Dog Proof the Cat's Litterbox Step 6

Step 2. Buy a dog-proof box

There are several models of this type available on the market today. One of the most basic is the covered box, which comes with a special lid on top. The opening is large enough for the cat, but restrictive enough to prevent the dog from accessing anything other than the entrance.

  • This box is best suited for keeping medium and large dogs away. A smaller dog can enter it quite easily.
  • While the covered crate can help keep the dog away, it also increases the odor by trapping the dog inside. You will need to clean it more often if you choose to keep the cover installed.
  • There are several other types of dogproof boxes available on the market. In some of them, the opening is at the top, which only allows the cat to enter, no matter what the size of the dog.
  • Go out there and see some models to find the most suitable for your cat and keep your dog out.
Dog Proof the Cat's Litterbox Step 7

Step 3. Use an invisible fence

A more extreme and more expensive option is to put an invisible fence around the box. Just leave the dog with that special collar at all times, and when he tries to get close to the crate, a firm but harmless shock from the collar will stop him.

These fences are usually safe for dogs, but many owners are uncomfortable with the idea of ​​shocking their pet. This is a choice only you can make, but generally the other options manage to stop your dog, eliminating the need for a shock collar

Method 3 of 3: Stopping the Dog

Dog Proof the Cat's Litterbox Step 8

Step 1. Teach the dog the "leave" command

This command is great to teach any dog, no matter what behavior you need to get out of it. The key is to always offer something delicious to encourage the dog to let go of the stool (or anything else that is getting his attention).

  • Say "let" to your dog while holding a treat in your fist.
  • Let the animal sniff and lick your closed hand so it understands that there is something good inside it.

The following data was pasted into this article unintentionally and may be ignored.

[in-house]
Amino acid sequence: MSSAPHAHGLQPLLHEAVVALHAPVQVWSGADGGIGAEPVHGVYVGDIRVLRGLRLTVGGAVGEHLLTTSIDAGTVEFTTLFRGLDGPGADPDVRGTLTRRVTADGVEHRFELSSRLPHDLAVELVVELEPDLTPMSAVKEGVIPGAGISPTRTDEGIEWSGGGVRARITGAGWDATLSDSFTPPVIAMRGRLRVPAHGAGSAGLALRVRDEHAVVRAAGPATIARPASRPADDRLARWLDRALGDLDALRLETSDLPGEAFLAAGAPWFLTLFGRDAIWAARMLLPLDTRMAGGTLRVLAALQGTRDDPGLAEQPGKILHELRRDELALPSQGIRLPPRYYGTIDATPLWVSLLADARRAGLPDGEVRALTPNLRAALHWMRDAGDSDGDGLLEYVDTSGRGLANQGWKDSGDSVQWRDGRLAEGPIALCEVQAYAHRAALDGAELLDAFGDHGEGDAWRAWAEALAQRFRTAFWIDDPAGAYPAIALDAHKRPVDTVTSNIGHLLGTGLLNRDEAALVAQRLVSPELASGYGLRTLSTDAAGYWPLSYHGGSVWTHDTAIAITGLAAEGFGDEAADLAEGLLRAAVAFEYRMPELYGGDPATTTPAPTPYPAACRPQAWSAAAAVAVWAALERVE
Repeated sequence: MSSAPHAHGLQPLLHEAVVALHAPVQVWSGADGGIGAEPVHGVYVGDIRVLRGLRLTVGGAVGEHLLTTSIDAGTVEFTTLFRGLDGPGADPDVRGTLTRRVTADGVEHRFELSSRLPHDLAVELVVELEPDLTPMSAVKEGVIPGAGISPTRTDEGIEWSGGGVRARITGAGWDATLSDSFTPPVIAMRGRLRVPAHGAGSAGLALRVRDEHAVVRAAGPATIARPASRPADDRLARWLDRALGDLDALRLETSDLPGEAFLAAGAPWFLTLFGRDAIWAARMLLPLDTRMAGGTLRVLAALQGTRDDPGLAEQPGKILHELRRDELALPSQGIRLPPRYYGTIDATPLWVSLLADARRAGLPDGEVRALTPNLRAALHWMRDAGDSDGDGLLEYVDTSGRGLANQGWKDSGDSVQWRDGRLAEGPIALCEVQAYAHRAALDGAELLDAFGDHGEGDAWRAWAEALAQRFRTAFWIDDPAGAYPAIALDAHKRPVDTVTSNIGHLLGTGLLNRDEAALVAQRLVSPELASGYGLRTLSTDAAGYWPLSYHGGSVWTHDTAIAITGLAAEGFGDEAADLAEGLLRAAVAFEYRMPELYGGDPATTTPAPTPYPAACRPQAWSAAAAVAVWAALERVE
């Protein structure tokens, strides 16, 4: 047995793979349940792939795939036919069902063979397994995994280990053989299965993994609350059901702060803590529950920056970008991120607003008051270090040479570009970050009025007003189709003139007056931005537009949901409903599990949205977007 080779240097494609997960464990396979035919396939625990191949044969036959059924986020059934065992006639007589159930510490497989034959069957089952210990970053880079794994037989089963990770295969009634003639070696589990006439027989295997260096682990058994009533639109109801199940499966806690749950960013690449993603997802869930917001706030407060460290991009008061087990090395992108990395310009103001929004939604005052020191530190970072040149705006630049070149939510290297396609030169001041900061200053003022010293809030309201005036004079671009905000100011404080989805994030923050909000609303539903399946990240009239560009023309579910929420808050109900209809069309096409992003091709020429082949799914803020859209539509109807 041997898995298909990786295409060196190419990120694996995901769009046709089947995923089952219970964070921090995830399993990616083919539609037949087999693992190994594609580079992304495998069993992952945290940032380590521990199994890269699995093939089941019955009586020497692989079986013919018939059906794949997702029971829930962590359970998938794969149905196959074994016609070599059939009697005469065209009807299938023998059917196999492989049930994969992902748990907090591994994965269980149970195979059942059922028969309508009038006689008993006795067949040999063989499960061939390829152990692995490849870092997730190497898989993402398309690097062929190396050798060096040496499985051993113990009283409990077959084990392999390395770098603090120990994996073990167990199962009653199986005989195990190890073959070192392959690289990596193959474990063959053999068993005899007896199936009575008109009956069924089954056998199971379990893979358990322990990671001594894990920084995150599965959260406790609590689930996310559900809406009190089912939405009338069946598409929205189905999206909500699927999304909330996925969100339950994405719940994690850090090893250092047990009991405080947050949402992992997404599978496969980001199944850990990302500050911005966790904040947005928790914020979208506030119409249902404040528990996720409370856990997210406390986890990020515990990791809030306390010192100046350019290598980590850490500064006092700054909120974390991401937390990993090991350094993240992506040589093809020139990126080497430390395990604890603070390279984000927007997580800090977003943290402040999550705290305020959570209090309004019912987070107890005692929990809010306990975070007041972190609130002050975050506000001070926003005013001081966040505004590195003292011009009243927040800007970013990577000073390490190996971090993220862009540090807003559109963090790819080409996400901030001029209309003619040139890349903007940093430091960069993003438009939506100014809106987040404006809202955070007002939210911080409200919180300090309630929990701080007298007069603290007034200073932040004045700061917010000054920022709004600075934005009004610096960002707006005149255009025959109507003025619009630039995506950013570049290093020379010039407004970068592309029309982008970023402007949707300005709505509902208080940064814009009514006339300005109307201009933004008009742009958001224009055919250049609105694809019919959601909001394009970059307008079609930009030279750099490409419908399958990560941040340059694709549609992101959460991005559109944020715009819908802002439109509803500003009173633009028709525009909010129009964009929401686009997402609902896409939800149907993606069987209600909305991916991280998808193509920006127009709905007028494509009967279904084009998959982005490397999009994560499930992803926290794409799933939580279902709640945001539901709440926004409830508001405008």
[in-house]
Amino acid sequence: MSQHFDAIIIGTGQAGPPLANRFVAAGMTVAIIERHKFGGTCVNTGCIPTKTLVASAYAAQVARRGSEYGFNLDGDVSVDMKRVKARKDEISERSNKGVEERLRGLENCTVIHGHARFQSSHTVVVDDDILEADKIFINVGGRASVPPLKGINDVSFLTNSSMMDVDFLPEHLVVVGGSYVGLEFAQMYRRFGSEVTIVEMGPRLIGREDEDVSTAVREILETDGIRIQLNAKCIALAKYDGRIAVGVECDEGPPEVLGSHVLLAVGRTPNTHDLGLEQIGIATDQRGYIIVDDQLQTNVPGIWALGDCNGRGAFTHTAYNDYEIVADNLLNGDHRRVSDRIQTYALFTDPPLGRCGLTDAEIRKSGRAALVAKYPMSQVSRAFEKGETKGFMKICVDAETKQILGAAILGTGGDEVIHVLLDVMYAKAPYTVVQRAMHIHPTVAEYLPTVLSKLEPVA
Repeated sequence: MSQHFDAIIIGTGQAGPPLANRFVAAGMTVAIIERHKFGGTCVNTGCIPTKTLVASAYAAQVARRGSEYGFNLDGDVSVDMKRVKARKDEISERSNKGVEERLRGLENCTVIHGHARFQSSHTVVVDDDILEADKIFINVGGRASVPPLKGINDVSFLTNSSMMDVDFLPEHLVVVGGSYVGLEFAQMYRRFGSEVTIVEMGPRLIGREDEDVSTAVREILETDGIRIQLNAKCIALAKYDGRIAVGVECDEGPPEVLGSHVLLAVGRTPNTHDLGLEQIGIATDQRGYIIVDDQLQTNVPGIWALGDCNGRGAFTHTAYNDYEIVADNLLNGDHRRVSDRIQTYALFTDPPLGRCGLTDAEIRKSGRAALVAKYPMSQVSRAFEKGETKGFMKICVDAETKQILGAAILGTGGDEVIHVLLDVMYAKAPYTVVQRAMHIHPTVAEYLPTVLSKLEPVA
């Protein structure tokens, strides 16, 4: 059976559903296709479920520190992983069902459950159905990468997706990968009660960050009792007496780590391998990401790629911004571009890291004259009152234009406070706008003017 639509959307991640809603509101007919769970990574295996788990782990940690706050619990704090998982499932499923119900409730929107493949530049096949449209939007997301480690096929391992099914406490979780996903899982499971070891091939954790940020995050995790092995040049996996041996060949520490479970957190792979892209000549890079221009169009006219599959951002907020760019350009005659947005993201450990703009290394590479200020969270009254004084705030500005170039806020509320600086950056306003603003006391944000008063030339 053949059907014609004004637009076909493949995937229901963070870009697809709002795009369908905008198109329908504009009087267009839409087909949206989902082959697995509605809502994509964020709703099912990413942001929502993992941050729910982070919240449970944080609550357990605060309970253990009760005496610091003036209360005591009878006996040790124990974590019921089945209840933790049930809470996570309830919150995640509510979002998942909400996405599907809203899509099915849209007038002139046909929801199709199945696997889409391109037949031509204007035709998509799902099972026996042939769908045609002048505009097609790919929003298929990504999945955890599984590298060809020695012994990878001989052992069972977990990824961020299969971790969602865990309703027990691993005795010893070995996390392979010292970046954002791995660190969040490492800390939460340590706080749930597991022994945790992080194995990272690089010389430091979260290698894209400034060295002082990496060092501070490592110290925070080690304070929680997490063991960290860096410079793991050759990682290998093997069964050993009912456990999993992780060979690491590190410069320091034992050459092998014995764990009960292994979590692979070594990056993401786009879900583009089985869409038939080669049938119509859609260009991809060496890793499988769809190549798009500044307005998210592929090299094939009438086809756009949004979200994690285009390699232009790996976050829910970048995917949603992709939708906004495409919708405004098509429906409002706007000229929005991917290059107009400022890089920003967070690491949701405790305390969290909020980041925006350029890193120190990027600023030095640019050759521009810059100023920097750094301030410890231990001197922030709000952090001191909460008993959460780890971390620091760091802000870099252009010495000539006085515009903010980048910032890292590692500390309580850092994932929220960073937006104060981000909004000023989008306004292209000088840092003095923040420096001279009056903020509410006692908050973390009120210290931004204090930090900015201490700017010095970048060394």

• After a few seconds, he'll stop trying to get the treat and will likely sit in front of you.
  • Praise the dog.
  • Give him a treat using your other hand and keeping the original in your closed hand.
  • Keep practicing until the dog understands that saying "let" means he'll get a treat if he behaves himself.
Dog Proof the Cat's Litterbox Step 9

Step 2. Make the cat's feces less appetizing

An easy way to stop a dog from eating cat feces is to make it less desirable for the dog. Some owners achieve this by altering the cat's diet so that the droppings no longer look as attractive to the dog.

  • In some cases, mixing cat food with an additive like monosodium glutamate works.
  • Other common additives include a tablespoon of vegetable oil or canned pumpkin.
Dog Proof the Cat's Litterbox Step 10

Step 3. Give your dog other distractions

Some dogs eat cat feces out of boredom or because they want attention. If you think that's the case for yours, try giving him healthier, more enjoyable distractions.

  • Peanut butter will keep the dog distracted and chewing something in his mouth for quite a while.
  • A toy with food inside can also be a good distraction.
Dog Proof the Cat's Litterbox Step 11

Step 4. Try putting a muzzle on the dog

As a last resort, if all your efforts fail, you may need to muzzle the dog to physically prevent it from eating the cat's feces. The muzzle does not need to be the same type used for aggressive animals. Some pet stores have an elastic band designed to prevent dogs from biting other animals or eating what they shouldn't.